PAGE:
confident, and they seem determined to do their whole duty in Christ. The Lord ruled in the midst of our councils, and the ministry joyfully said, Amen.
"We are determined, in this mission, that no man shall be sent to preach except he is a faithful, good man, and able to teach others in plainness the ways of life and salvation; that reproach be not brought upon the work of God.
"You will see by the conference reports that there has been a fair increase, all things considered, for the last six months, in numbers.-The Saints' Herald, vol. 14, p. 173.
The November issue of the Restorer contains an address by President Joseph Smith to the saints in Europe. We commend it to a careful reading. It is as follows:-
"May the peace of our Lord Jesus Christ be with you all. Amen.
"That which we hear of your zeal and knowledge in the Lord, maketh rejoicing in our hearts, by renewing our hope of you in Christ.
"Let the elders among you wait upon the ministering in the gospel to them that are without, agreeing in the council where your separate labors shall be, by the direction of the Spirit.
"Let the elders also, in their ministry take with them, in so much as they shall be permitted, the priests, that they may be furthered on in usefulness in the truth.
"Let the care of your churches rest upon the officers called thereto by the voice of the brethren; knowing this, that to him that is called to travel in the ministry the care of the churches is burdensome, but they to whom this belongs are standing ministers to the church.
"To the elders chosen to preside in any church among you, give due honor, and let him be assisted in the care of his flock by those called to be priests, teachers, and deacons.
"The council of elders should advise with and counsel by wisdom all those having charge of churches; not to the subverting of their order of government, but to the enlightenment and encouragement of both shepherd and flock.
"Esteem every man in his own office, according to his diligence, virtue, and faithfulness; observing to love each other with the love which is in Christ.
"Leave off contentions about unprofitable points of doctrine and church government, and rather observe to do the things by which you shall be made personally pure, than to contend about the rendition of obscure passages of law and scripture.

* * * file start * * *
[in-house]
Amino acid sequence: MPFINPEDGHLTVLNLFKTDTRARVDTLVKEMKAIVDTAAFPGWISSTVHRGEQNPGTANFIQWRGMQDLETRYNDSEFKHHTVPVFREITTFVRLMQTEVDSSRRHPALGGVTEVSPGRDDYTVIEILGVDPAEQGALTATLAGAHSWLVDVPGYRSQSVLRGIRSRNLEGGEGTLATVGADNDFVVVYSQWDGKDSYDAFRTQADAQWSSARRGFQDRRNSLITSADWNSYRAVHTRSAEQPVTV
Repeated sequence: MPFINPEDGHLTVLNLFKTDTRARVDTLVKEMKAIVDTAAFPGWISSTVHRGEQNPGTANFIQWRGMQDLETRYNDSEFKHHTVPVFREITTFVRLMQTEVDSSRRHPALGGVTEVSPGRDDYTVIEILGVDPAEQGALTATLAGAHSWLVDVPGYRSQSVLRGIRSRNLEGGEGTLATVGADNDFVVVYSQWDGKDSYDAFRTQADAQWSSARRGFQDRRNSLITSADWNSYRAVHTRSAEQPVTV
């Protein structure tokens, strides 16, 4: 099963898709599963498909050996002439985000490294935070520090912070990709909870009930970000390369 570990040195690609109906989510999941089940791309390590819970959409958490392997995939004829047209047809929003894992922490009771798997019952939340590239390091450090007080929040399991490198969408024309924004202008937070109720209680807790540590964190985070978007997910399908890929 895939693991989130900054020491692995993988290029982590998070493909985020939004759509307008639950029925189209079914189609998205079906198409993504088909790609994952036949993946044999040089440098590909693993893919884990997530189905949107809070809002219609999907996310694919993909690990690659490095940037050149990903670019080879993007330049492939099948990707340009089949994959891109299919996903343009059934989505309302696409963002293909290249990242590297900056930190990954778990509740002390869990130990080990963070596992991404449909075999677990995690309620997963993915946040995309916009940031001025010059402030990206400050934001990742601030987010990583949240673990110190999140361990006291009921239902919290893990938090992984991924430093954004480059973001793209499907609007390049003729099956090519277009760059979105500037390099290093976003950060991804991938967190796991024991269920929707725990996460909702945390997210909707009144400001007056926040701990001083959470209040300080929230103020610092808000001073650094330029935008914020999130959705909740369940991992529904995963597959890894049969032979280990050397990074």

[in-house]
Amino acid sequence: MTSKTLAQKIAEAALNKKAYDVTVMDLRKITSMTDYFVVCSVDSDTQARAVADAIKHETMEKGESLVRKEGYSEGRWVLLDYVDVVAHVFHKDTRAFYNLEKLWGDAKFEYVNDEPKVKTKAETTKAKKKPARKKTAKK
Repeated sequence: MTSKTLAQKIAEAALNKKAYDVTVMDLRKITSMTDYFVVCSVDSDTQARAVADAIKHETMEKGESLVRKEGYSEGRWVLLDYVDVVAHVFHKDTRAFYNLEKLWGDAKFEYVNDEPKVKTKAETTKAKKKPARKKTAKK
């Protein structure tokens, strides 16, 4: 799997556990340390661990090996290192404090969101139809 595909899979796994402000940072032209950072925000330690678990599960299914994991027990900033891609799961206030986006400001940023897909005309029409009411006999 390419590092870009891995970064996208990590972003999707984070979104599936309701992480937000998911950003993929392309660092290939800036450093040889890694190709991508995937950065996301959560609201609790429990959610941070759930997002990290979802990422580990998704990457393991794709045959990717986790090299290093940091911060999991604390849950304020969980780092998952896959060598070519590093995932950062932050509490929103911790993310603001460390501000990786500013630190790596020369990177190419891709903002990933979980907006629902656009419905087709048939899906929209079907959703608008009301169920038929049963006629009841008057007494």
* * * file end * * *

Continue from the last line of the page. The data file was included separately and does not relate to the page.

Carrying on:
"Teachers, observe to teach the members to do their duty in the family, in the social circle, and in the assembly of the saints, and counsel and observe to procure the frequent meeting together of the flock, seeking to the Lord for wisdom, and the elder and the council for advice. Hear no complaints where reconciliation has not first been sought, nor repeat to others what you hear, until required to tell it to the council.
"Deacons, be sober and faithful. Take honest charge of those things intrusted to your keeping, being ever ready to render an account to the church of your stewardship. Keep the tabernacles of your spirits clean, and counsel others to do likewise. Be ready to assist the elder of the church to fulfill the counsel of the elders. Keep the tabernacles where the saints meet to worship clean, and with persevering care attend to all the duties required at your hands. Be not busybodies, nor backbiters, nor fault-finders, nor cavillers [cavilers], nor schismatics, obey the counsel of the Lord, being fervent in spirit to oppose the wrong, and teaching and exhorting others to come to the light wherein ye walk.
"Priests, observe to minister faithfully, lay aside all perversity of spirit; visit the houses of the saints, exhorting them to be faithful, to attend every duty, to observe the rules of government of the Lord and of the church. Assist the elder in the performance of his duties; attend the sittings of the council of elders, if permitted so to do, and learning by constant attention and care what are the duties whereunto you are called, discharge them in the fear of the Lord, that you may be blessed of all.